BluRay/DVD Reviews


By • Apr 16th, 2003 •

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(Kino Video/Universal) 1928
B&W / 110 mins / 1.33:1 aspect ratio

John Soister’s liner notes suggest that any problems with this film lie with interfering studio brass after test screenings gave them wet feet. Even at 110 minutes, it does feel like there’s important footage missing, vital plot elements that we need to see in order to fully embrace the narrative turns.

Nonetheless, this is a remarkably perverse piece of work to come from a major, and the twisted sexual relationship between Olga Baclanova (the Madonna of the ‘20s) and Conrad Veidt’s grotesque title character is a bit mind-boggling. A piece of promotional art in the Supplemental Section asks “Why Do Sexy Women Like Homely Men?” That well-intentioned stab falls far from doing the emotions on display justice.

Taken from a Hugo novel that I hope was based on factual knowledge of a group called the ‘Comprachicos’ who practiced medical mutilation on children with the intent of turning them into circus freaks in maturity – a kind of poor man’s ‘castradi’ – the subject was so distasteful that the author himself changed the setting from France to England. Still it was not embraced on his home soil, and was considered a lesser novel in his cannon. Two hundred years later, Universal’s Carl Laemmle was looking for a suitable followup to his studio’s successful Hugo translation of THE HUNCHBACK OF NOTRE DAME, and though not mentioned, I suspect he was looking for a new Lon Chaney as well, and this was the project that evolved.

It took a virtual foreign migration to make it happen: Director Paul Leni fresh from WAXWORKS and THE CAT AND THE CANARY, Conrad Veidt of CABINET OF CALIGARI fame, Veidt’s recommendation of Russian actress Olga Baclanova, and Norwegian actor Albert Gran (who was jettisoned a few weeks into shooting and replaced by Cesare Gravina). The one big American name was Mary Philbin, essential – to Laemmle’s thinking – because of her association with 1925’s THE PHANTOM OF THE OPERA. She is the slightest element in the production, but in no way detrimental. Oh yes, there is also ‘Zimbo‘, playing ‘Homo the Wolf’. Talk about a name taking on unintended yok-potential for modern audiences.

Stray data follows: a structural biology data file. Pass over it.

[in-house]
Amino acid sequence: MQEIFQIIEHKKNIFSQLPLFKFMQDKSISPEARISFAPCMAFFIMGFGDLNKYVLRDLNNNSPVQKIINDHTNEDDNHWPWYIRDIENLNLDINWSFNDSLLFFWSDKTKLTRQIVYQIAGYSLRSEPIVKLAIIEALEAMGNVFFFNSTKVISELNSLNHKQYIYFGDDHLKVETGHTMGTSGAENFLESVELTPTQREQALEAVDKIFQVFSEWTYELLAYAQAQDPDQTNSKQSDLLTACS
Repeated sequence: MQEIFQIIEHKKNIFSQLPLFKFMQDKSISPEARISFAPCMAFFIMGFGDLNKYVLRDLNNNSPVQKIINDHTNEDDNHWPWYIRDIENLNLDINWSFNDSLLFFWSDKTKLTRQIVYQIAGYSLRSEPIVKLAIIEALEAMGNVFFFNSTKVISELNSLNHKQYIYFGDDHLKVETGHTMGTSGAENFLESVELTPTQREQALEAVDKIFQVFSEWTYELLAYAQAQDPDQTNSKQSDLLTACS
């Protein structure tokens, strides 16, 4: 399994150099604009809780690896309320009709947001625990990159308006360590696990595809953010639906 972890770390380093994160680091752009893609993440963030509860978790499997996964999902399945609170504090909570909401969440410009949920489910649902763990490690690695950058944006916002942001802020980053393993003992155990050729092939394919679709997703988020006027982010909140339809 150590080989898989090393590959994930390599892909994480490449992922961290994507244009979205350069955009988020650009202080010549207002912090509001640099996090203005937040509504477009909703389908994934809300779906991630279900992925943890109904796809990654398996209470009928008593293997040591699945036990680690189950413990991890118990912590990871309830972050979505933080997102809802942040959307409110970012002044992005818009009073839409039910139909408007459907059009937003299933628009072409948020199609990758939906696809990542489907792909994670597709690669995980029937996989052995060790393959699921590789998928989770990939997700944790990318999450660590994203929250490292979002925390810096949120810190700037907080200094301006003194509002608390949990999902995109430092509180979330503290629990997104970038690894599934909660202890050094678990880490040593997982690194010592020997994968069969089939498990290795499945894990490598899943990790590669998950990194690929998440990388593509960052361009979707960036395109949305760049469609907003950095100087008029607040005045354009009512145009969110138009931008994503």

Judging what remains of the film elements for such a critique as this, THE MAN WHO LAUGHS appears a more luscious film than either of Universal’s two previous horror classics – HUNCHBACK and PHANTOM. Not more grandiose, nor more memorable, just more sensuously Germanic in its sets and lighting design, and in its directorial style. It’s as much a bizarre tragedy as it is a horror film, and Veidt, wearing the eternal caricature of a Chaplinesque smile, still manages to act up a storm of pathos. He shies away from the camera early on, a canny decision, as if too humiliated to let the lens see him. He uses his hands and his clothing to further camouflage the makeup results (which were so mesmerizing that they were acknowledged to have influenced the creation of The Joker in the Batman comics).

By far the most fortuitous element of the production was the necessity for, and subsequent appearance of, Jack Pierce to create the special makeup, since Chaney – the unrivalled master of the art – wasn’t involved. Pierce, who brilliantly fulfilled the promise of the film’s title, stayed on at Universal – never financially compensated as befit his contributions – and proceeded to design the looks of the Frankenstein monster, the Mummy, and The Wolfman, among many others. He was as important to the Universal roster of horrors, and to the studio’s ongoing success, as were Karloff, Lugosi, Rains, Price, Chaney Jr., and Acquinetta. Pierce’s name, incidentally, is not even listed in the credits for THE MAN WHO LAUGHS.

Terrific supplementals accompany the main feature. An excerpt from a documentary made at the time, showing German emigre filmmakers relaxing in their adopted land, features Veidt’s bewildered child, Kiki, who stares at the camera, and is unsuccessfully entertained by Greta Garbo.

Kino’s release, another superb silent classic following their METROPOLIS earlier this year, comes from a Cineteca del Comune di Bolgna restoration. The score is the original Movietone soundtrack, including an operatic song which drew mixed reactions at the time, and I’m sure still will. But one of the main themes is quite beautiful, and the score in general is a superior example of the silent era.

Special Features:
20 min doc on making of film. Home movies featuring Conrad Veidt, Greta Garbo, etc. Gallery of phtos and art. Booklet essay. Excerpt of Italian release with hand-painted title cards.

Presented by Carl Laemmle.
Directed by Paul Leni.
Screenplay by J. Grubb Alexander, from the novel by Victor Hugo.
Photographed by Gilbert Warrenton.
Makeup Effects by Jack Pierce.
Production Supervisor: Paul Kohner.

Conrad Veidt, Olga Baclanova, Mary Philbin, Cesare Gravina.

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